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Fewer Fed Employees Quitting, More Stuck in Hostile Work Environments

Federal Employment Law

By Mathew B. Tully

Many federal employees will probably remember 2011 as the year of no escape. With federal agencies either hitting the brakes on hiring or implementing draconian cuts, federal employees increasingly found themselves stuck in work environments that saw morale suffer and, in some cases, turned hostile. In short, economic conditions have resulted in employees feeling as if they have “no way out” of detrimental and hostile work environments.

This notion is supported by the fact that federal employees quit their jobs at a far slower rate in 2011 than in the previous year. In 2011, 113,000 federal employees quit, compared to 147,000 a year earlier and 277,000 before the recession in 2007, according to the U.S. Bureau of Labor Statistics. With more employees unable to escape hostile work environments, it is not surprising that the number of federal employees who filed harassment complaints is also on the rise. In fiscal year 2010, the number of federal employee harassment complainants rose by 7 percent to 6,305, compared to the previous fiscal year, according to Equal Employment Opportunity Commission (EEOC) statistics.

Hopefully, in 2012 more job opportunities will become available to federal employees who have had to endure hostile work environments because they felt they had “no alternative.” However, leaving a job does not have to be an employee’s only option. Employees must keep in mind that it is illegal for employers to subject their workers to hostile work environments. If employees properly understand and assert their rights under the law, they may be able to improve their work environment, reverse any adverse actions to which they had been subjected, and receive damages for the harms they have suffered.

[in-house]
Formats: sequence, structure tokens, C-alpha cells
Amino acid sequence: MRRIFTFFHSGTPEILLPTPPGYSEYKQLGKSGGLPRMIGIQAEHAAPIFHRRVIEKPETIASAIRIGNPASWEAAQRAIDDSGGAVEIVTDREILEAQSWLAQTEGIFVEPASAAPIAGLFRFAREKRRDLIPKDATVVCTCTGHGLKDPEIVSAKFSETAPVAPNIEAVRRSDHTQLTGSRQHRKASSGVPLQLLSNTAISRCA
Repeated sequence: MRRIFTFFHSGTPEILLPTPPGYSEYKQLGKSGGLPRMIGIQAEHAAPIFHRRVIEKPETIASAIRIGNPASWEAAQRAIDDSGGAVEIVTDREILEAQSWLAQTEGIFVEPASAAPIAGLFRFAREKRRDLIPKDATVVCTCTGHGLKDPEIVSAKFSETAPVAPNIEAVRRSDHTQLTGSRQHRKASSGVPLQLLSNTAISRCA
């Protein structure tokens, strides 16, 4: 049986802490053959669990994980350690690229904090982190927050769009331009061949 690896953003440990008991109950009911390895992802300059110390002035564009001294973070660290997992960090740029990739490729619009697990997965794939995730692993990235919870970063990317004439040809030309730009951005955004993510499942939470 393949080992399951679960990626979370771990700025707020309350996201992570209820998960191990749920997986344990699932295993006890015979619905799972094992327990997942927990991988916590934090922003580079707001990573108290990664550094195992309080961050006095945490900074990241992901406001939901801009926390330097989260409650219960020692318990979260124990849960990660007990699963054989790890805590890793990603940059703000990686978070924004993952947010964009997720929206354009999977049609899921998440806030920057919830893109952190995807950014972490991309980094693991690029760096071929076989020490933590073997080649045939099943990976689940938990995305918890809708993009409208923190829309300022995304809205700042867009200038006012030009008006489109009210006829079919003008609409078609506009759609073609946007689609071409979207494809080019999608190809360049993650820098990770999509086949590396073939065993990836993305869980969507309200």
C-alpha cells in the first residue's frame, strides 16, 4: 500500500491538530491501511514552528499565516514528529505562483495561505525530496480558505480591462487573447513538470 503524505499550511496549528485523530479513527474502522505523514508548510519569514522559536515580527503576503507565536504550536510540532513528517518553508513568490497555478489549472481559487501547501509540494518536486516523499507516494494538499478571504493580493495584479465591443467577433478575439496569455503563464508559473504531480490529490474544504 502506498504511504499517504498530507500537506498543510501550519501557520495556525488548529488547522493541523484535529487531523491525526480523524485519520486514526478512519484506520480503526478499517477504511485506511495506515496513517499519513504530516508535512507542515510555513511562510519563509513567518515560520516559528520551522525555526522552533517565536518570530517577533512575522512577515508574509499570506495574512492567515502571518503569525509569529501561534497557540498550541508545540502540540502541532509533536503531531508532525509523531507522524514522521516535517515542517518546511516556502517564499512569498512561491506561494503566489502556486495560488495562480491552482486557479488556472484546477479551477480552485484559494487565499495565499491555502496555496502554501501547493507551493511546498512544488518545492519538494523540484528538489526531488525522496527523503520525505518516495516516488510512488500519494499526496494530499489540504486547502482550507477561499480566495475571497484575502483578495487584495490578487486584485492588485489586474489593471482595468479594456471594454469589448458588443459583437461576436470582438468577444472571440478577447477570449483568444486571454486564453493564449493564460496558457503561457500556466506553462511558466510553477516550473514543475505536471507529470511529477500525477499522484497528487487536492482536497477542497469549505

What federal employees need to know:

  • It is unlawful for supervisors or co-workers to harass employees because of their national origin, sex, race, religion, age or disability.
  • For a work environment to be unlawfully hostile, the harassment must be so “severe and pervasive” that the individual’s conditions of employment are altered, according to federal courts.
  • The U.S. Supreme Court noted in Oncale v. Sundowner Offshore Services, Inc. there is a difference between “simple teasing and roughhousing” and “conduct which a reasonable person…would find severely hostile or abusive.”  This is the standard that must be met in order to prove subjection to a hostile work environment.
  • With regard to discriminatory harassment and creation of a hostile work environment by coworkers, the employing agency will be liable if it knows of or should have known of the conduct, unless it can show that it took immediate and appropriate corrective action.

Federal employees who find themselves in a hostile work environment should consult a federal employment lawyer to explore whether they should file an Equal Employment Opportunity (EEO) complaint. Federal employees may also have the right to file an appeal to the U.S. Merit Systems Protection Board (MSPB) if the hostility in their workplace resulted in or influenced an adverse action, such as removal, suspension or reassignment. Additionally, employees may be entitled to file a complaint with the Office of Special Counsel if they were retaliated against for having engaged in protected whistleblower activity.

Mathew B. Tully is Founding Partner of Tully Rinckey PLLC and a medically retired employee of the U.S. DOJ. He concentrates his legal efforts in federal employment and national security law.


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